Welcome to Secrets of the Book Critics, in which books journalists from around the US and beyond share their thoughts on beloved classics, overlooked recent gems, misconceptions about the industry, and the changing nature of literary criticism in the age of social media. Each week we’ll spotlight a critic, bringing you behind the curtain of publications both national and regional, large and small.
This week we spoke to fiction writer, critic, and Founding Editor of CRAFT, Laura Spence-Ash.
Book Marks: What classic book would you love to have reviewed when it was first published?
Laura Spence-Ash: Ulysses or Gravity’s Rainbow. I read both books in college with the professor who became my mentor. He changed the way that I thought about literature, and it was mostly through a careful examination of these two books. Only later did I realize that it was, in part, the way both writers pushed the boundaries of what was acceptable that made them so exciting to read. I can remember where I was when I opened Gravity’s Rainbow for the first time and read those opening lines: “A screaming comes across the sky. It has happened before, but there is nothing to compare it to now.” I didn’t want to do anything else but continue to read. But imagine what it must have been like to read Ulysses in 1922. I worry that I might have reacted as Virginia Woolf did: “When one can have cooked flesh,” she writes, “why have the raw?”
BM: What unheralded book from the past year would you like to give a shout-out to?
LSA: Other People’s Love Affairs by D. Wystan Owen. This lovely book came out in August from Algonquin. It’s a quiet debut collection that illustrates the beauty of a perfect short story and the way that a good collection is so much more than its parts. Owen points to both Yiyun Li and William Trevor as writers who have had a great influence on his work, and there is a clear lineage. This was one of those books that I couldn’t bear to read all at once, in part because I wanted to spend time with each word, each sentence, and each paragraph, but also because I didn’t want my experience of reading the book to end. Owen is also a wonderful essayist and critic; his piece, “Getting Lost In William Trevor’s Private World,” is a classic. He is a beautiful writer and one that I hope we will have the opportunity to read for a very long time.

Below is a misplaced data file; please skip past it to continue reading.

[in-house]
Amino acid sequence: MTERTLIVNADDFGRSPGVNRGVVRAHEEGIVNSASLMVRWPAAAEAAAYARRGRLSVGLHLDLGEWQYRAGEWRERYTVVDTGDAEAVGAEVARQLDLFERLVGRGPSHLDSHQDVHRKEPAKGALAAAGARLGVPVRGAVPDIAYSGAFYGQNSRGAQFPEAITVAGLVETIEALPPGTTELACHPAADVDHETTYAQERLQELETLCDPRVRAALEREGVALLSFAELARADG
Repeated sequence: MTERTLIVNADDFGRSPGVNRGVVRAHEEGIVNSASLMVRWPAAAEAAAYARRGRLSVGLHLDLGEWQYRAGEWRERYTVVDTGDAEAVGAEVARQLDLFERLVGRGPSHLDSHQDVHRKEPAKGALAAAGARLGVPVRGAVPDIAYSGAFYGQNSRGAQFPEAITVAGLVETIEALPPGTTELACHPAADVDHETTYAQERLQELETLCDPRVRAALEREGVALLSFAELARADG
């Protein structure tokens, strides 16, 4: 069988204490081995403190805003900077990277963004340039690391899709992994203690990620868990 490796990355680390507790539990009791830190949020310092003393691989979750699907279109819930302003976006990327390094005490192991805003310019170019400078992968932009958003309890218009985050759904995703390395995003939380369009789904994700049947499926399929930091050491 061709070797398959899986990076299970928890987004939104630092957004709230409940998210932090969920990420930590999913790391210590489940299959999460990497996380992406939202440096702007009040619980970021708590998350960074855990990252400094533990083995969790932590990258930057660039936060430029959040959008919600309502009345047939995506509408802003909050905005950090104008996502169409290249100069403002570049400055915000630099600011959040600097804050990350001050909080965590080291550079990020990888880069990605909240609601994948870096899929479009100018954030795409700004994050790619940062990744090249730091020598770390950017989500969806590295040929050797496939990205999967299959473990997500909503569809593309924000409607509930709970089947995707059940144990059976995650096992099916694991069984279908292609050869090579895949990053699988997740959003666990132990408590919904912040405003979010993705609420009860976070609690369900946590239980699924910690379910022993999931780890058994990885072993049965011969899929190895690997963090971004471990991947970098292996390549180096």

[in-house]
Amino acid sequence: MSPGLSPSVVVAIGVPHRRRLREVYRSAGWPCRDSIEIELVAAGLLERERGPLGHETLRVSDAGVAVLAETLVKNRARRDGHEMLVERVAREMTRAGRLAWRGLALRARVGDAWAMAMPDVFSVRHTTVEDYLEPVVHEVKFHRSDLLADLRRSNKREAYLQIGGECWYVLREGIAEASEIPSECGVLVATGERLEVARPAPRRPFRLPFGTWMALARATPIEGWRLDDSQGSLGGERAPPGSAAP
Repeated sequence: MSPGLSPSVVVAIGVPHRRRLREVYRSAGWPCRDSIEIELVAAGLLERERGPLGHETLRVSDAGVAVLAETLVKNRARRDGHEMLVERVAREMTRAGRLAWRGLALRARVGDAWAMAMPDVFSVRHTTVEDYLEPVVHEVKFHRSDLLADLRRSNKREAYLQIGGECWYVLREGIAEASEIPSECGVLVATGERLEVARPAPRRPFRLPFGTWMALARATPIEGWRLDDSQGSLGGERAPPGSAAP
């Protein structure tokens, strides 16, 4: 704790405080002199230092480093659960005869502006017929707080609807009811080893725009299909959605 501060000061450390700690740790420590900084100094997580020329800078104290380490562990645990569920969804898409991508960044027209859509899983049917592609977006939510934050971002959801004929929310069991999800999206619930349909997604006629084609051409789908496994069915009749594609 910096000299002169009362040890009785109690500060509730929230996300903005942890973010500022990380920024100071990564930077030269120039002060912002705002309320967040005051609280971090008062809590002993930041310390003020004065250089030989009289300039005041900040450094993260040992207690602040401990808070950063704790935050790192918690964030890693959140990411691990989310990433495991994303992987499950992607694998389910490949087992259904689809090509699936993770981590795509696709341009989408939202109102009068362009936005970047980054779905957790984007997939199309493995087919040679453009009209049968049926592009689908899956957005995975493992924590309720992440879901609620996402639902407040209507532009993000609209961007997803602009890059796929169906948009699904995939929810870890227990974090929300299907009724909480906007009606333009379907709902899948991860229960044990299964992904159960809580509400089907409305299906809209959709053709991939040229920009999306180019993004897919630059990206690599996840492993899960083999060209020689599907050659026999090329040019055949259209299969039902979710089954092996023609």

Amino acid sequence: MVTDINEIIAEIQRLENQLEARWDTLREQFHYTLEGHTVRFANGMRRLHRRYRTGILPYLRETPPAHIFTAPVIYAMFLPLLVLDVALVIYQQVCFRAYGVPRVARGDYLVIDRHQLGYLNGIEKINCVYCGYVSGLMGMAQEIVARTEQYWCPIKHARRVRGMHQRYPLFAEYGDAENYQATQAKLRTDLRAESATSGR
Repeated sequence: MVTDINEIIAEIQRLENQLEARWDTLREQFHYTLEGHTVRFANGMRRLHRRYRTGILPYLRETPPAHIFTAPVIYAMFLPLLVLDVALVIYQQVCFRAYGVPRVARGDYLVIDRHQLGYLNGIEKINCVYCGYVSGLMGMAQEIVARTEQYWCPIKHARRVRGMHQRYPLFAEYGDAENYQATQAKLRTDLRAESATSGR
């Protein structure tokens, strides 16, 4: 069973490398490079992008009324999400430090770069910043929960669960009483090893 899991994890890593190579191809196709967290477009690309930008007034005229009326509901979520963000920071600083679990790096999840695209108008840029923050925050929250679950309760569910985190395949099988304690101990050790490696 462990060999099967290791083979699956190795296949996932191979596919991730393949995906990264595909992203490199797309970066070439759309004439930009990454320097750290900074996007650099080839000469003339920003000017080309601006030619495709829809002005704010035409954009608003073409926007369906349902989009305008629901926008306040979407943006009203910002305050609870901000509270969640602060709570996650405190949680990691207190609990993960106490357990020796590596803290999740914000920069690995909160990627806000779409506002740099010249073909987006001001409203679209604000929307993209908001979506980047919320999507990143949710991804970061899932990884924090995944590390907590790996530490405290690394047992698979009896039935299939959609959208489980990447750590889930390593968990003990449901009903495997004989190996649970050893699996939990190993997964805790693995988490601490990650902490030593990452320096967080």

BM: What is the greatest misconception about book critics and criticism?
LSA: I hear people complaining that critics are too quick to judge and dismiss work, and that they often misread or misunderstand the intent of the author. While I understand that reaction, it is certainly not my experience as a critic. If anything, as a writer I find that I’m a more generous reader and it can be very difficult to judge anyone’s work harshly. The more time I spend with a book, the more I find to admire. It’s one of the things I love about reviewing books: the opportunity to spend such dedicated time with a work, to really consider it from multiple angles. It makes me think about what catches my attention and why, and it allows me to truly engage with the book on such an intimate level. Unfortunately, time and money come into play here: while I wish that I could spend a week or more working on a review, and only on a review, that’s simply not possible. And I suspect that’s part of what drives the perception that some reviews are written hastily and without much thought.
BM: How has book criticism changed in the age of social media?
LSA: It’s changed for the worst in the obvious ways: our attention has become fractured and so it seems that we are less likely to read long, in-depth reviews. I don’t have any quantifiable data, but it does seem as though reviews that tackle multiple books at once, considering their intersections, or reviews that consider the trajectory of a writer’s career, are harder to find now. It’s also too easy to scan social media and dismiss books out-of-hand, based on a pull quote from a review. But on the upside, social media does allow access to more reviews, more easily. I love Tuesdays on Twitter, because I get so excited about all the new books out that week; there’s such joy in seeing how supportive the writing community can be. If only there was time to read even a fraction of them!
BM: What critic working today do you most enjoy reading?
LSA: Rigoberto González teaches at Rutgers-Newark, where I received my MFA, and it was under his tutelage that I wrote my first reviews. As a fiction writer, I was woefully uneducated about poetry until I started my MFA, and I learned (and continue to learn) so much about both poetry and criticism from reading his work. His reviews are analytical and always instructive; he’s very considerate and thorough, focused on the work, and he uses perfect examples to illustrate the points that he makes so eloquently. “Mid-Career: Three Poets and their Fourth Books” at the Los Angeles Review of Books is a wonderful example of his criticism.
Laura Spence-Ash’s work has appeared in One Story, New England Review, Literary Hub and elsewhere. Her book reviews have been published in Ploughshares,The Masters Review, and the National Book Critics Circle blog. She is the Founding Editor of CRAFT. Currently working on a collection of linked stories and a novel, Laura received her MFA in Fiction from Rutgers-Newark.